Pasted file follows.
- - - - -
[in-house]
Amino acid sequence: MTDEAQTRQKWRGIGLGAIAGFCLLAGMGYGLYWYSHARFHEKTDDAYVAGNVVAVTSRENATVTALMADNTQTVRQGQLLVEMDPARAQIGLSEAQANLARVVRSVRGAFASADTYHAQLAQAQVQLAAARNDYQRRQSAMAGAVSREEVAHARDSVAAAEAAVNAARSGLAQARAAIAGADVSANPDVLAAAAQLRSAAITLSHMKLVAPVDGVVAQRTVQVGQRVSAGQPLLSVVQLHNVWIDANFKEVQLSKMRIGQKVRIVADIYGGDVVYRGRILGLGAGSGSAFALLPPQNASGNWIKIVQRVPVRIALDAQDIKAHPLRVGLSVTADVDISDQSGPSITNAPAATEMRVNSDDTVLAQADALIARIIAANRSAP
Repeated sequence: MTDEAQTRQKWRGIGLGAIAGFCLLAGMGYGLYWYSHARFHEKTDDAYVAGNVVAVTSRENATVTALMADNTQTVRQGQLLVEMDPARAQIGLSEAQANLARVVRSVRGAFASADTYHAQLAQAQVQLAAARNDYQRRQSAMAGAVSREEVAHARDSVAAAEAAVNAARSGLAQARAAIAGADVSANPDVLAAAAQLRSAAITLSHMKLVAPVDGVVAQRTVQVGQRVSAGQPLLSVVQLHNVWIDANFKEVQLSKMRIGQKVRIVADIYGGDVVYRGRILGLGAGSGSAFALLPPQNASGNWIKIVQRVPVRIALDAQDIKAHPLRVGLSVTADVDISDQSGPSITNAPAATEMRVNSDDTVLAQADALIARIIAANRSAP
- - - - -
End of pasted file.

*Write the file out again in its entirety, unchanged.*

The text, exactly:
[in-house]
Amino acid sequence: MTDEAQTRQKWRGIGLGAIAGFCLLAGMGYGLYWYSHARFHEKTDDAYVAGNVVAVTSRENATVTALMADNTQTVRQGQLLVEMDPARAQIGLSEAQANLARVVRSVRGAFASADTYHAQLAQAQVQLAAARNDYQRRQSAMAGAVSREEVAHARDSVAAAEAAVNAARSGLAQARAAIAGADVSANPDVLAAAAQLRSAAITLSHMKLVAPVDGVVAQRTVQVGQRVSAGQPLLSVVQLHNVWIDANFKEVQLSKMRIGQKVRIVADIYGGDVVYRGRILGLGAGSGSAFALLPPQNASGNWIKIVQRVPVRIALDAQDIKAHPLRVGLSVTADVDISDQSGPSITNAPAATEMRVNSDDTVLAQADALIARIIAANRSAP
Repeated sequence: MTDEAQTRQKWRGIGLGAIAGFCLLAGMGYGLYWYSHARFHEKTDDAYVAGNVVAVTSRENATVTALMADNTQTVRQGQLLVEMDPARAQIGLSEAQANLARVVRSVRGAFASADTYHAQLAQAQVQLAAARNDYQRRQSAMAGAVSREEVAHARDSVAAAEAAVNAARSGLAQARAAIAGADVSANPDVLAAAAQLRSAAITLSHMKLVAPVDGVVAQRTVQVGQRVSAGQPLLSVVQLHNVWIDANFKEVQLSKMRIGQKVRIVADIYGGDVVYRGRILGLGAGSGSAFALLPPQNASGNWIKIVQRVPVRIALDAQDIKAHPLRVGLSVTADVDISDQSGPSITNAPAATEMRVNSDDTVLAQADALIARIIAANRSAP